How To Time Locking In Your Mortgage Rate

July 13th, 2010

“Do you think we should lock in our mortgage rate today?” This is perhaps the number one question asked of mortgage originators — and certainly the hardest to answer. There are a number of factors that go into locking in an interest rate. It is your mortgage and your mortgage payment, and ultimately you must make the decision. So when do you decide to lock in the mortgage rate you have been plugging into the mortgage calculators?

Here are some keys to helping you with your decision, “Should I lock in my mortgage rate today?”

5 Tips For Mortgage Rate Lock Timing

1. What Are The Lender’s Requirements?

Mortgage lenders differ on their timing for locking in the rate and terms of your mortgage application; usually, the receipt of a signed application package signifying your intent to proceed with the mortgage application is the earliest opportunity. Some require the appraisal to be paid for and ordered, or even completed in the case of many refinance mortgages.

When applying for your mortgage, determine upfront what the requirements are to lock in your refinance or purchase mortgage. Can you take advantage of today’s mortgage rates, or will you need to wait?

2. How Long To Lock In?

If you have been looking at homes, working the Prequalification Calculators to determine your purchase price, and finally have entered into a contract to purchase your new home, you may be anxious to lock in your mortgage rate. Before locking, you need to ensure that you lock in the mortgage rate for a sufficient amount of time that extends to, or beyond, your agreed upon closing date. If you are scheduled to close your transaction in 34 days then you should not lock in your mortgage rate for 30 days. Most rate locks are in 15 day increments, typically a 45 day lock is slightly more expensive than a 30 day lock.

3. What If Rates Drop After I Lock In?

A rate lock protects you against an increase in mortgage rates. But what if the market improves and rates drop after you have locked in your mortgage rate and terms?

Most lenders have in place what is known as a “float-down policy.” Float-down policies allow borrowers to lower, or float down, their locked in mortgage rate if certain conditions exist. Generally the float down rate will not bring you all the way to the current market rate, but will be a compromise between the locked-in interest rate and the lower rates then available. When asking about the lock-in policy with your lender also inquire as to their float down policy.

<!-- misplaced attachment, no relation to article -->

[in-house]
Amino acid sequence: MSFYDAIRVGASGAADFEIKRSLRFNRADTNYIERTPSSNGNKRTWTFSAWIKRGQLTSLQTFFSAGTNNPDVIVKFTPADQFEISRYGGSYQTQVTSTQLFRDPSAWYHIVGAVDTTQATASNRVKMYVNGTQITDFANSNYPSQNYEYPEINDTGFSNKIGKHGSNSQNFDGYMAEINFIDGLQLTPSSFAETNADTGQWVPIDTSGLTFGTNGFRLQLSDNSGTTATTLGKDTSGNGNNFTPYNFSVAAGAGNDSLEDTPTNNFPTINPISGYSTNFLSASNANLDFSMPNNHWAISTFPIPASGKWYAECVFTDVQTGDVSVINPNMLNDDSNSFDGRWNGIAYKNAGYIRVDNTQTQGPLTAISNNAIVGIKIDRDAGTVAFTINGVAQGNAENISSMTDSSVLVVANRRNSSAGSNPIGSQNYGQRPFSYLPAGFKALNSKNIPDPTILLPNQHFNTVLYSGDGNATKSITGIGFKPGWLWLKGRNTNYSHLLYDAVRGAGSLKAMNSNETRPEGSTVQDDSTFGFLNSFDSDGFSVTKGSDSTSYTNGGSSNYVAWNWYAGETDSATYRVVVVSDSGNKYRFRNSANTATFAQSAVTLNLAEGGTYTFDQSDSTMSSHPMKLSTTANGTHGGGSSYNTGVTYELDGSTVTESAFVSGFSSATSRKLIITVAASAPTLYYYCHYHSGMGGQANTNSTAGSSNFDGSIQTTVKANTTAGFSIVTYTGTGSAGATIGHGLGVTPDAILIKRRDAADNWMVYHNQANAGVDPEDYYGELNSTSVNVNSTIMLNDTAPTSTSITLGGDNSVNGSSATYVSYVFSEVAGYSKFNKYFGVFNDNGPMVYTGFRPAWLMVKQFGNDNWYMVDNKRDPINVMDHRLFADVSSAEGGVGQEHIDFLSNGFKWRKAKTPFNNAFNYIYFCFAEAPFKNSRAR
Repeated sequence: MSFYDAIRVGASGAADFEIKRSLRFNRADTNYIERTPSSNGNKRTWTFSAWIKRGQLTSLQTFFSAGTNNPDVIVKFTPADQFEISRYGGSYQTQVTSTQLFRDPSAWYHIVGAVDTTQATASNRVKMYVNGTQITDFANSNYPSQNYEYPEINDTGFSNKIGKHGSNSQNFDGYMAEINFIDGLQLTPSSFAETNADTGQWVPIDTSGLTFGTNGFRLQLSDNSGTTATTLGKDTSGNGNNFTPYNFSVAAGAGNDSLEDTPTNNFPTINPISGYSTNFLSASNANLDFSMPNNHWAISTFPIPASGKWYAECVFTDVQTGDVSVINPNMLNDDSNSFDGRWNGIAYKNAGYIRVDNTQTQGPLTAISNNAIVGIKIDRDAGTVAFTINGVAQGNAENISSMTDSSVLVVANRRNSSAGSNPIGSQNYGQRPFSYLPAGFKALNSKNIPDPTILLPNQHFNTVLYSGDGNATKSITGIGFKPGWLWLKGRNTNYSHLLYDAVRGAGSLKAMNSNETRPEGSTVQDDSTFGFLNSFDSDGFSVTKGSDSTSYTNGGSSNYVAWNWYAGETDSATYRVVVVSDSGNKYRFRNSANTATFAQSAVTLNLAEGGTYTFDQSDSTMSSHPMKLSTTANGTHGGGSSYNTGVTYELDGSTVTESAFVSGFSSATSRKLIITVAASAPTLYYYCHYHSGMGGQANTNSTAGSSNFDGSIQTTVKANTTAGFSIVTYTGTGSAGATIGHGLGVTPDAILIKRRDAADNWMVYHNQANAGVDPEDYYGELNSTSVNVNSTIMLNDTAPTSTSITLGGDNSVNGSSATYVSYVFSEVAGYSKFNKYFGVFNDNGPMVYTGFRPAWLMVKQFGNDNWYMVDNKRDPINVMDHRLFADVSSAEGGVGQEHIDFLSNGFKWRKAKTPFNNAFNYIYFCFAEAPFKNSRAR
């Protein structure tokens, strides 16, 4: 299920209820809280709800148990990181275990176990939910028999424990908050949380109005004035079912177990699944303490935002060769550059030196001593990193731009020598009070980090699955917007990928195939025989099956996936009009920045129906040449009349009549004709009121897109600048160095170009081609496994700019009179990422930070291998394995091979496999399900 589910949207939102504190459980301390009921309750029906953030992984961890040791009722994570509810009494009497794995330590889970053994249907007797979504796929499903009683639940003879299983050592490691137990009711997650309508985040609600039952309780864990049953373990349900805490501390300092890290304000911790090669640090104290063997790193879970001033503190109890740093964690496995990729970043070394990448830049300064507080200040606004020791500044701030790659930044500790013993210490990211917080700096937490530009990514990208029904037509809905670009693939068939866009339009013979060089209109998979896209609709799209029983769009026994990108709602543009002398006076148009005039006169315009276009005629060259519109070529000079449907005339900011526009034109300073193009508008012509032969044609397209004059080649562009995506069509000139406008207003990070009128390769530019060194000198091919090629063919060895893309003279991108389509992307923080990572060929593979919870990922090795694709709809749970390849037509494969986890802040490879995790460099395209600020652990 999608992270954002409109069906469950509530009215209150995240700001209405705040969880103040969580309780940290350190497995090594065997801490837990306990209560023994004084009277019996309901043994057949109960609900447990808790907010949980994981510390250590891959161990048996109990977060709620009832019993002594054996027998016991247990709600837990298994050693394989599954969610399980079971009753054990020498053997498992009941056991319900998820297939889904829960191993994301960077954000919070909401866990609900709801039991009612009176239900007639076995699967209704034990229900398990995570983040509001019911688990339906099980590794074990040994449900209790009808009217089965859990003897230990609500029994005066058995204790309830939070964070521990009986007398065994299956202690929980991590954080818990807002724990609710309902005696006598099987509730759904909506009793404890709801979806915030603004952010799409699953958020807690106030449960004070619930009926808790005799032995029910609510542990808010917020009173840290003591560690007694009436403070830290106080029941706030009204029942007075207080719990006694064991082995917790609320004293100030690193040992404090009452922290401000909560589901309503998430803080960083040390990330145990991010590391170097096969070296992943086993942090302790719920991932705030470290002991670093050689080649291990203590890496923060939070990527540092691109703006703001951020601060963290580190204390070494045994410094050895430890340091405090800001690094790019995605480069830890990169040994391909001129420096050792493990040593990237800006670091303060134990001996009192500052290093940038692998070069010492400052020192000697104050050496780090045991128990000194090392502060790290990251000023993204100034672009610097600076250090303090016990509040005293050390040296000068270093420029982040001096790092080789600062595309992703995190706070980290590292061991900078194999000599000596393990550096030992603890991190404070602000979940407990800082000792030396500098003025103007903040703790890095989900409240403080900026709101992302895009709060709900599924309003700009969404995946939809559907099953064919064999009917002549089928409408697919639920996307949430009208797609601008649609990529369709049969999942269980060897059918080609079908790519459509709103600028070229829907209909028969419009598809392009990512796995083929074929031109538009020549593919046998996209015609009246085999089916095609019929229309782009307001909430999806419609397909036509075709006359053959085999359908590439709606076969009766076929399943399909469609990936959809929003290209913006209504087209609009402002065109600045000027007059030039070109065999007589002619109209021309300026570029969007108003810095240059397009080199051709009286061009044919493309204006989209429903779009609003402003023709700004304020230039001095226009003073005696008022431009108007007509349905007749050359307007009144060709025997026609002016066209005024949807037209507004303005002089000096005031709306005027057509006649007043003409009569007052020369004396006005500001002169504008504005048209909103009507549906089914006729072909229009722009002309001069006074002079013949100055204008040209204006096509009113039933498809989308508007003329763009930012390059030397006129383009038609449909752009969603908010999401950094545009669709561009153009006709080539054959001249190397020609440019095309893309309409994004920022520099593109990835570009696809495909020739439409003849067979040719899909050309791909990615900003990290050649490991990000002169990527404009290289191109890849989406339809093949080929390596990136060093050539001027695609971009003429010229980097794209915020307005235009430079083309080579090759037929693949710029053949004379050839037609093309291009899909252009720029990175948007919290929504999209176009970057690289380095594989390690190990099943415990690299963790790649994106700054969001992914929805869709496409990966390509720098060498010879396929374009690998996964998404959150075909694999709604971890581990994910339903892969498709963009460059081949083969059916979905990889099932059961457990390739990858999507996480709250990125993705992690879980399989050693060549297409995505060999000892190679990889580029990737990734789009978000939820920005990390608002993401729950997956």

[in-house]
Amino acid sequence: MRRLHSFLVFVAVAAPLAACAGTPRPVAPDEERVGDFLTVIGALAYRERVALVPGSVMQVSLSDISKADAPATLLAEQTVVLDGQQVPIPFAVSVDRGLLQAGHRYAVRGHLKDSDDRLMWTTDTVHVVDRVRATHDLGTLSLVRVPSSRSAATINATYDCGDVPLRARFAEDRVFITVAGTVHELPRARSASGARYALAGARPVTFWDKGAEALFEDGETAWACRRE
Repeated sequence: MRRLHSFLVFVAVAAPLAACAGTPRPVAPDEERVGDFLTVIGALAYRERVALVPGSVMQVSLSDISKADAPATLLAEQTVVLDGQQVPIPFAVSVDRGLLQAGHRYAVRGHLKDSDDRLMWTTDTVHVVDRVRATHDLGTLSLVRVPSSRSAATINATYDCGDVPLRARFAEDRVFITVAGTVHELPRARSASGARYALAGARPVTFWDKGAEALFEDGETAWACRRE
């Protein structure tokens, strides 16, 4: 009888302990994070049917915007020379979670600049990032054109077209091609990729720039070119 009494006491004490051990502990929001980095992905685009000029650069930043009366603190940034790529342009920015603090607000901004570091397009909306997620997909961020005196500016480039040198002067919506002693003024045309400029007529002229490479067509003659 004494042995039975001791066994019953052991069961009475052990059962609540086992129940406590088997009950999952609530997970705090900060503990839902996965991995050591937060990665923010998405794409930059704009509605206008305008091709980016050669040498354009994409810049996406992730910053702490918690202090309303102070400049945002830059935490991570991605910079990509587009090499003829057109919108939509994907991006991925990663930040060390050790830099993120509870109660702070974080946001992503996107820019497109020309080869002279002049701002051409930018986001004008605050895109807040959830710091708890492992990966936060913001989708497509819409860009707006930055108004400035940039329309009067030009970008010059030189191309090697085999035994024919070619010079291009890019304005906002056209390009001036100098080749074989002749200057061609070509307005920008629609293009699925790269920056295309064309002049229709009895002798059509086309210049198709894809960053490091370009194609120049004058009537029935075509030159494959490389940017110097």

4. What If I Cannot Close In Time?

You have determined with the refinance calculator that a certain rate will provide you with the savings in your monthly mortgage payment to meet your objectives. You apply for your mortgage and lock in the mortgage rate. Then circumstances beyond your control, or in your control if you have not been able to provide required documentation, has your mortgage lock at risk as it appears you will go past the commitment, or lock, date. What happens then?

When you inquire about your lender’s lock-in policy and float down policy, also ask about the “extension” policy. What if we need more time to close our purchase mortgage because the seller is not ready to close before our mortgage rate lock expires? What if our refinance closing has been delayed because the holder or our second mortgage has not completed the payoff demand? What if we cannot close within in the time frame of our rate lock?

5. When Should I Lock In?

The Golden Question. Historically low mortgage rates do not last forever. You have done your homework with the mortgage calculators, applied for your mortgage and now want to know if you should lock in your mortgage or wait in case rates drop lower. Ask yourself some questions. First, how much lower do you feel mortgage rates can drop? Second, how much money are you saving in your monthly mortgage payment if the mortgage rates drop a little more in rate or fee? Third, have you met your objective you set out to achieve when you initiated your application?

A rule of thumb for mortgage rates is rates go up faster than they go down. So if you are floating your mortgage rate waiting for a lower rate, you can lose the rate you have today very quickly with one bad day in the market.

For over twenty years this philosophy has worked well as to when to lock in a mortgage rate: If you can lock in your mortgage rate through the period of time needed to close your transaction at a rate and cost that meets your objectives and for which you qualify for then you probably should lock in your mortgage. Usually if the market drops significantly you will be able to negotiate for a lower rate. But if the rate goes up you are protected. Don’t gamble with your house payment: Lock in your rate as soon as you can.

Posted By :
Dennis C. Smith is co-owner and broker of record for Stratis Financial in southern California. He has over twenty years' experience in the mortgage industry.

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